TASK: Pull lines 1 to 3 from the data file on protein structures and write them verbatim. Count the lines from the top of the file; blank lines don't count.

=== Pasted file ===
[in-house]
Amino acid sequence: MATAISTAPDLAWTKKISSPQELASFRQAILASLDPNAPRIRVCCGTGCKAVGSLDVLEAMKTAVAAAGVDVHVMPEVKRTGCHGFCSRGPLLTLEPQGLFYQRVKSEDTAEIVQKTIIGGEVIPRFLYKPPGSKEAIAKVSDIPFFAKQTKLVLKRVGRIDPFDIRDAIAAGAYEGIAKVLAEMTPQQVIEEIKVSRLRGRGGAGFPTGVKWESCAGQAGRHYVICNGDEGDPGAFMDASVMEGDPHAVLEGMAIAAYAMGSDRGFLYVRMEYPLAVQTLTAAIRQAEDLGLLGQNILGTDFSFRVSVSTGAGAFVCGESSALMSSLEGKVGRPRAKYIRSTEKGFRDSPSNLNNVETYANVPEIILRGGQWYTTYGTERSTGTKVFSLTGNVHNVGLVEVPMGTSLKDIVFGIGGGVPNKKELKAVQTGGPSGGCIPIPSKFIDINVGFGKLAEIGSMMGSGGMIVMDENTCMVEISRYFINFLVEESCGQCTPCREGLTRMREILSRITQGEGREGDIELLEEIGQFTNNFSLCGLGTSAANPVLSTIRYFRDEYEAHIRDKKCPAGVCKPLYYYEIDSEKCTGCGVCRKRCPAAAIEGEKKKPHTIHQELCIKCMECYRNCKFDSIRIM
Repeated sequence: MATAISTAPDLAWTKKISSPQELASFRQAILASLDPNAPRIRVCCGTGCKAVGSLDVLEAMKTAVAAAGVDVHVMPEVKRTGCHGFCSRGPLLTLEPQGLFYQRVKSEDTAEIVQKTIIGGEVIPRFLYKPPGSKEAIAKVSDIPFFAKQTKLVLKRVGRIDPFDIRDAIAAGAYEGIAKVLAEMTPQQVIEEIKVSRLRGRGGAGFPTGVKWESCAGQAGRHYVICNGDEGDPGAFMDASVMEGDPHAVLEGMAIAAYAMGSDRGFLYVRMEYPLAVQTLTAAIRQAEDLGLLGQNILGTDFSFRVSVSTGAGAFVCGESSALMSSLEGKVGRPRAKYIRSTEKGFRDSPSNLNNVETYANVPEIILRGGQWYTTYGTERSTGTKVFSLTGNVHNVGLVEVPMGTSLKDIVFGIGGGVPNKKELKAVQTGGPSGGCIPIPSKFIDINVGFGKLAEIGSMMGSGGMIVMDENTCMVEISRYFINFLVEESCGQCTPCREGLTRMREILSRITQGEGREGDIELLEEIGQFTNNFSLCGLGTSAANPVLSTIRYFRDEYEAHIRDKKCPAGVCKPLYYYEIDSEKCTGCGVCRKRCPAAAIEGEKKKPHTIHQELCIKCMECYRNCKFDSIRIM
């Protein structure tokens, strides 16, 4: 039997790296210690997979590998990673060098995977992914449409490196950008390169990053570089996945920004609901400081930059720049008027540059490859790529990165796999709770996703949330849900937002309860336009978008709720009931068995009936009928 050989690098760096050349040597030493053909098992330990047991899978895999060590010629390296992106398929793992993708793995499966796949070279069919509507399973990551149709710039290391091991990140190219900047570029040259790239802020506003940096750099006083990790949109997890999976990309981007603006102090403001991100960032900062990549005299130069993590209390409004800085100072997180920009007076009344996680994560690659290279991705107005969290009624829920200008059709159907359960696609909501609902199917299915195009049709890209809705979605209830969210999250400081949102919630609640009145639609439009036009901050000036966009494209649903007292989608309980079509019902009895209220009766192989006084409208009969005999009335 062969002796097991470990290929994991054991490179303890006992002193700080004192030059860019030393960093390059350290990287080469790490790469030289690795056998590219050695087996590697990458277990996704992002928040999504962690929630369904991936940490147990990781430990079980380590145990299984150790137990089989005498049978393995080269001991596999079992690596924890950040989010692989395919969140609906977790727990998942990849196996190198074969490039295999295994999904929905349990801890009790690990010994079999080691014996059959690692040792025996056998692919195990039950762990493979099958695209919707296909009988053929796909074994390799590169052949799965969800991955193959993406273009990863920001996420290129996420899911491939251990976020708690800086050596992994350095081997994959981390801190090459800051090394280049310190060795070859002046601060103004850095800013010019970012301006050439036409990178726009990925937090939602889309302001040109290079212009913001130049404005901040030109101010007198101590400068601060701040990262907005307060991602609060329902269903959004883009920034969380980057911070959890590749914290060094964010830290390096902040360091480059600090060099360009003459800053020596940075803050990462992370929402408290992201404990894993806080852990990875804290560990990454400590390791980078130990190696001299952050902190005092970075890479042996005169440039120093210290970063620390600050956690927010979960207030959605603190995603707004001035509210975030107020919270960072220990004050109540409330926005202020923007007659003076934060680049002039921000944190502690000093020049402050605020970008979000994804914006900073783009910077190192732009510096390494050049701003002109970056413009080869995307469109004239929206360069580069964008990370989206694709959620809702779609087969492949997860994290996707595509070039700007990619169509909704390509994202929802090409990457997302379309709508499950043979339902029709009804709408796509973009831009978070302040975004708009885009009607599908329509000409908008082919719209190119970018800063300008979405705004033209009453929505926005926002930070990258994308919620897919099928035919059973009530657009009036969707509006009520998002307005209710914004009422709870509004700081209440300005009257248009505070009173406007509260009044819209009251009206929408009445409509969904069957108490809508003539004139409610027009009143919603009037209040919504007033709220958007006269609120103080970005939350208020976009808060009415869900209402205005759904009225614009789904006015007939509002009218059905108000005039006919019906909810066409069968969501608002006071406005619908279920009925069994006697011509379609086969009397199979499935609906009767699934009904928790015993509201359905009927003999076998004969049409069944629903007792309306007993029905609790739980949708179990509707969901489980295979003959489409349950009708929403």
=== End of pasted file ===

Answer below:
[in-house]
Amino acid sequence: MATAISTAPDLAWTKKISSPQELASFRQAILASLDPNAPRIRVCCGTGCKAVGSLDVLEAMKTAVAAAGVDVHVMPEVKRTGCHGFCSRGPLLTLEPQGLFYQRVKSEDTAEIVQKTIIGGEVIPRFLYKPPGSKEAIAKVSDIPFFAKQTKLVLKRVGRIDPFDIRDAIAAGAYEGIAKVLAEMTPQQVIEEIKVSRLRGRGGAGFPTGVKWESCAGQAGRHYVICNGDEGDPGAFMDASVMEGDPHAVLEGMAIAAYAMGSDRGFLYVRMEYPLAVQTLTAAIRQAEDLGLLGQNILGTDFSFRVSVSTGAGAFVCGESSALMSSLEGKVGRPRAKYIRSTEKGFRDSPSNLNNVETYANVPEIILRGGQWYTTYGTERSTGTKVFSLTGNVHNVGLVEVPMGTSLKDIVFGIGGGVPNKKELKAVQTGGPSGGCIPIPSKFIDINVGFGKLAEIGSMMGSGGMIVMDENTCMVEISRYFINFLVEESCGQCTPCREGLTRMREILSRITQGEGREGDIELLEEIGQFTNNFSLCGLGTSAANPVLSTIRYFRDEYEAHIRDKKCPAGVCKPLYYYEIDSEKCTGCGVCRKRCPAAAIEGEKKKPHTIHQELCIKCMECYRNCKFDSIRIM
Repeated sequence: MATAISTAPDLAWTKKISSPQELASFRQAILASLDPNAPRIRVCCGTGCKAVGSLDVLEAMKTAVAAAGVDVHVMPEVKRTGCHGFCSRGPLLTLEPQGLFYQRVKSEDTAEIVQKTIIGGEVIPRFLYKPPGSKEAIAKVSDIPFFAKQTKLVLKRVGRIDPFDIRDAIAAGAYEGIAKVLAEMTPQQVIEEIKVSRLRGRGGAGFPTGVKWESCAGQAGRHYVICNGDEGDPGAFMDASVMEGDPHAVLEGMAIAAYAMGSDRGFLYVRMEYPLAVQTLTAAIRQAEDLGLLGQNILGTDFSFRVSVSTGAGAFVCGESSALMSSLEGKVGRPRAKYIRSTEKGFRDSPSNLNNVETYANVPEIILRGGQWYTTYGTERSTGTKVFSLTGNVHNVGLVEVPMGTSLKDIVFGIGGGVPNKKELKAVQTGGPSGGCIPIPSKFIDINVGFGKLAEIGSMMGSGGMIVMDENTCMVEISRYFINFLVEESCGQCTPCREGLTRMREILSRITQGEGREGDIELLEEIGQFTNNFSLCGLGTSAANPVLSTIRYFRDEYEAHIRDKKCPAGVCKPLYYYEIDSEKCTGCGVCRKRCPAAAIEGEKKKPHTIHQELCIKCMECYRNCKFDSIRIM